Set yourself up for success while you are in college
Have you heard of the College Money Network? A group of college students and recent grads have banded together to provide YOU with helpful posts. They are running a sweet contest, asking bloggers (and blog readers) to share their best money management ideas for students. Check out the various members of the network for more ways to get extra entries. I am feeling lucky, and would really love a new Ipod Nano, so here is what I think every college student needs to hear to help your finances long term
The most important thing you can do while you are in school is make yourself employable for graduation. Don’t spend four years of their life (and who knows how much money) with nothing to show for it but friendships and photos (which are invaluable, but won’t pay your rent). Here are my tips for preparing for life after graduation. Feel free to add your own tips in the comments!
Make a resume as soon as you can. I didn’t make one until I was at least a sophomore. My boyfriend made one when he was a freshman. Because of that, he scored an internship after his freshman year, something that few people in our major are able to do. Take advantage of your career center and helpful friends and family members who have done a resume before.
Join some extracurriculars that interest you. Sample many activities, but you’ll likely end up spending most of your time on one or two. Look within your own department, there can be good networking opportunities there.
Get to know your professors, if possible. Some schools are good for this, and more, some classes. You may not have luck in a lecture class with 300 freshman, but in your major classes you should have better luck. Through chatting with my professors and doing well in school, I got the chance to be a paid lab researcher for a semester, a paid lab teaching assistant for another, and some nice letters of recommendation when I applied to graduate school.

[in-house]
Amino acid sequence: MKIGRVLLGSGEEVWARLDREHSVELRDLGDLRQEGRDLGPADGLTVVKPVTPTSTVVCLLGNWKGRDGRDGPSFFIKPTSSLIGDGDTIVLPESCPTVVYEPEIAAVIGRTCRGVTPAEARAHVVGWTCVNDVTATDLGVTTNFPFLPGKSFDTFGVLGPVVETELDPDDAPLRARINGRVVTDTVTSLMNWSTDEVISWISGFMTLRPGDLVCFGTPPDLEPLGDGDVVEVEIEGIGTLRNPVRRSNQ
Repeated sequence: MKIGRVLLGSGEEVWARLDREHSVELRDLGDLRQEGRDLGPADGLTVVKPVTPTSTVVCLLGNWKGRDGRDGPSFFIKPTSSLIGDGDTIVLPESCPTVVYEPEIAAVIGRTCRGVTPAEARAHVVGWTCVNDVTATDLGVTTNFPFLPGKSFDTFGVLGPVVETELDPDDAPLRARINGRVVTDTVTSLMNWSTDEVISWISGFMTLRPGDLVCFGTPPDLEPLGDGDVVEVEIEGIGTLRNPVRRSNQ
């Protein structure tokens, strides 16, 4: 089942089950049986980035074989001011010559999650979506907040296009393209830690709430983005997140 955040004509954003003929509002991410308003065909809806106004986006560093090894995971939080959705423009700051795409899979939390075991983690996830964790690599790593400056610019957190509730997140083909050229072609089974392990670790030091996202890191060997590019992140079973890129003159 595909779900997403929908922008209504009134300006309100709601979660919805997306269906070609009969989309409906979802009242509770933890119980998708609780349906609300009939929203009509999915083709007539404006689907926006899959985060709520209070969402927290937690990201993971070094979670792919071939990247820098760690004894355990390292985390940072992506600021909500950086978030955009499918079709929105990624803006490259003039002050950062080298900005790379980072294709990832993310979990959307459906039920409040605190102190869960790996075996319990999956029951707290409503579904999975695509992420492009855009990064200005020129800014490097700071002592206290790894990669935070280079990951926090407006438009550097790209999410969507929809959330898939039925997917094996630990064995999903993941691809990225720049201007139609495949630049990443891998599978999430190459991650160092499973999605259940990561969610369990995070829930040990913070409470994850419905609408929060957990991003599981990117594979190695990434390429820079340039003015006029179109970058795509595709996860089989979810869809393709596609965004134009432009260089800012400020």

Keep your grades up. I had a lot of classmates say that employers prefer well rounded students to high GPAs to justify less studying. This may be true, depending on where you are applying. However, there is no rule that says you can’t have a high GPA and be well-rounded! Find the methods of studying that work best for you. Sometimes it helps to study in groups (other times it is distracting, at least it was with my friends!), sometimes it helps to redo all the homework problems, and sometimes it is brute memorization. Don’t be afraid to use the professors office hours, and not just the day before the exam.
Study abroad. This isn’t for everyone, but I highly recommend everyone at least consider it. Think you can’t afford it? It is likely your school has exchange programs that make it almost equivalent. You may even be able to get a scholarship. Not only will this give you something interesting to talk about in your job interviews, it will be the time of your life.
Consider working part time, if you can, particularly if you can find something in your field (see “get to know your professors”). Not only will this provide extra spending money, it’ll force you to organize your time, and it demonstrates to a future employer you’ve got your stuff together. During my first interview for an internship, they commented not only on my school work, but the fact that I worked as a waitress and was used to dealing with, well, pretty much anyone. Don’t do this if your grades, activities, or happiness will suffer too much, but I knew a lot of people who were able to pull off part time jobs.